What Was the Most-Repeated Word in CVS Health CEO’s JPM Presentation?

The word has gained greater urgency in recent years as the consumer trend in healthcare has forced payers, providers and all other kinds of healthcare stakeholders to swear by it.

In a space of five minutes in the roughly 12:30-minute presentation on CVS Health at the 42nd annual J.P. Morgan Healthcare conference in San Francisco on Monday, Karen Lynch said a version of the word “transparency” six times.

No surprises for guessing they were all largely in the context of pharmacy benefit management and pharmacy reimbursement models.

“… we introduced CVS Caremark TrueCost, which is a new PBM model that will be available to our customers and our clients that strives for greater transparency for our consumers and offers a simplified pricing model,” Lynch said, underscoring what concrete steps the company is taking amidst withering scrutiny of PBMs.

CVS Caremark expects to launch the TrueCost model for pharmacy reimbursement in 2025.

Unless you have been living under a rock, you are aware of that the pharmacy benefit management market is dominated by only three companies: Cigna’s Express Scripts, UnitedHealth Group’s OptumRx and CVS Health’s Caremark business. In fact these three PBMs alone have cornered 80% of the market and have come to be accused of anti-competitive behavior and opaque business practices that drive up drug prices. The Federal Trade Commission has been investigating these 3 companies as well as three more — Humana Pharmacy Solutions, Prime Therapeutics and MedImpact Healthcare Systems. A report from the FTC is expected this year.

CVS Health’s moves at greater price transparency is occurring within this context of federal and Congressional efforts to rein in the industry. Lynch added that CVS Health is also attempting to have price transparency in how it reimburses pharmacies. She spoke about this at some length.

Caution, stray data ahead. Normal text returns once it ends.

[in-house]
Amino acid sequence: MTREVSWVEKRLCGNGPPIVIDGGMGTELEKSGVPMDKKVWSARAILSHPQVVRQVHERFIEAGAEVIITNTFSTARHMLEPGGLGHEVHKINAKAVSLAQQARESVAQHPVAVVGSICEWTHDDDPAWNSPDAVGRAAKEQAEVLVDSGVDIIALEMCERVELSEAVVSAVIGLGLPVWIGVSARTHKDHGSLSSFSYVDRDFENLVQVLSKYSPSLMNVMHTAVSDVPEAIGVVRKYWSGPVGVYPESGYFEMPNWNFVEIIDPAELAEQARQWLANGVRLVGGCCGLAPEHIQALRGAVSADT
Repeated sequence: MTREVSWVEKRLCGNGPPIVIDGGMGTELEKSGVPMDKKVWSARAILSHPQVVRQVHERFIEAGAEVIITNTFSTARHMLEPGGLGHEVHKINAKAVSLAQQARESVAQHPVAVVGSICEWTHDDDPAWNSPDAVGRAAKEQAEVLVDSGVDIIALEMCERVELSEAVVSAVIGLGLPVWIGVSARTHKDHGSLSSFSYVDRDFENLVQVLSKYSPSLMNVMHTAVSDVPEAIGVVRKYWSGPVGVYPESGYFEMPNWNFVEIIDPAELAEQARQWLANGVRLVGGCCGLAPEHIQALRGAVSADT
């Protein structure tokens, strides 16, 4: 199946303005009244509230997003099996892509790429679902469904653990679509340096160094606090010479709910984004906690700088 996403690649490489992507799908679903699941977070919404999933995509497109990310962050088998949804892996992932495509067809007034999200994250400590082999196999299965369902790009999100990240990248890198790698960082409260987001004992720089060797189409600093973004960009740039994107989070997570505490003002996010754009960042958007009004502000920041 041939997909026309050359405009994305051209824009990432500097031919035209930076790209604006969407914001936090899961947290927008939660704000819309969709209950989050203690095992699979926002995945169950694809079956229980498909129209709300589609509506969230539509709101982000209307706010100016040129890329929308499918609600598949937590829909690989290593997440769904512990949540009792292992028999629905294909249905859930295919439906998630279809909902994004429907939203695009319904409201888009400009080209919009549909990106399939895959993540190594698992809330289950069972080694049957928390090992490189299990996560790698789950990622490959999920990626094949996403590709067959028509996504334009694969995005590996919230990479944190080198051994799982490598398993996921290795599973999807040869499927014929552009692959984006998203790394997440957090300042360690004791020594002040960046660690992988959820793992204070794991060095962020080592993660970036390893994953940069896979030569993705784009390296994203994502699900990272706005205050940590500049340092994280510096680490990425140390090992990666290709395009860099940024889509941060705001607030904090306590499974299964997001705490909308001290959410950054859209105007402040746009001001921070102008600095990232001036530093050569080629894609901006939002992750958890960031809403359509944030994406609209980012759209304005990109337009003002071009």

We announced in December that we’re introducing CVS CostVantage, a new pharmacy reimbursement model anchored in transparency and simplified drug pricing. We believe it’s the right time to change the pharmacy reimbursement model, and this change will offer a more sustainable pharmacy business for us. Under this model, pharmacy reimbursement will be based on simple transparent formula built upon the underlying cost of the drug, plus a defined markup and a patient management fee. We’ll transparently pass through improvements that we receive on our drug acquisition costs.

We will also remove any cross subsidies that exist today, which will align our pharmacy reimbursement to the underlying cost of our business and will allow our pharmacies to be reasonably compensated for the care and for the value that they provide. We’ve already begun engaging with our PBM partners announcing the model and initial conversation have been quite positive. I do want to emphasize that this model is not shifting value from the PBM to the pharmacy. It’s increasing the transparency around the value that the pharmacy drives for PBM clients. As they’ve always done, we expect that PBMs, including Caremark, will continue to thoughtfully incorporate network savings into their contract agreements with their clients while preserving PBM margins.

This type of model — where pharmacies are reimbursed based on the cost of a drug plus a limited markup and a flat fee to cover the cost of dispensing the medication — has come to be known as the cost-plus model. This model is reportedly used by Mark Cuban’s Cost Plus Drugs, which offers low price generic drugs delivered right to people’s homes.

Another retail health and pharmacy chain CEO at the conference also addressed transparency in drug pricing, although his company doesn’t own an PBM in the way competitor CVS Health does.

“We do have, particularly in Medicare Advantage, we do have cost plus arrangements today because it makes it easier for the PBM or the health plan to administer their retail benefit,” said Tim Wentworth, CEO of Walgreens during his fireside chat with J.P. Morgan healthcare analyst Lisa Gill.

Meanwhile, some companies are taking a completely different route altogether in whatb appears to be efforts to make PBMs irrelevant. Among the novel healthcare announcements that Eli Lilly made last week, was that the drug company was launching LillyDirect Pharmacy Solutions, a digital pharmacy for certain Lilly medicines powered by third party online pharmacy fulfillment services. These medicines will largely be directed at patients battling obesity, migraine and diabetes. By ordering directly from Lilly, patients who qualify would be able to tap into savings that would be automatically applied during checkout. Lilly is also offering free shipping.

If different entities do indeed commit to transparency and launch new initiatives, the word might become omnipresent in healthcare conversations in 2024 and beyond.

Photo: Getty Images, monique28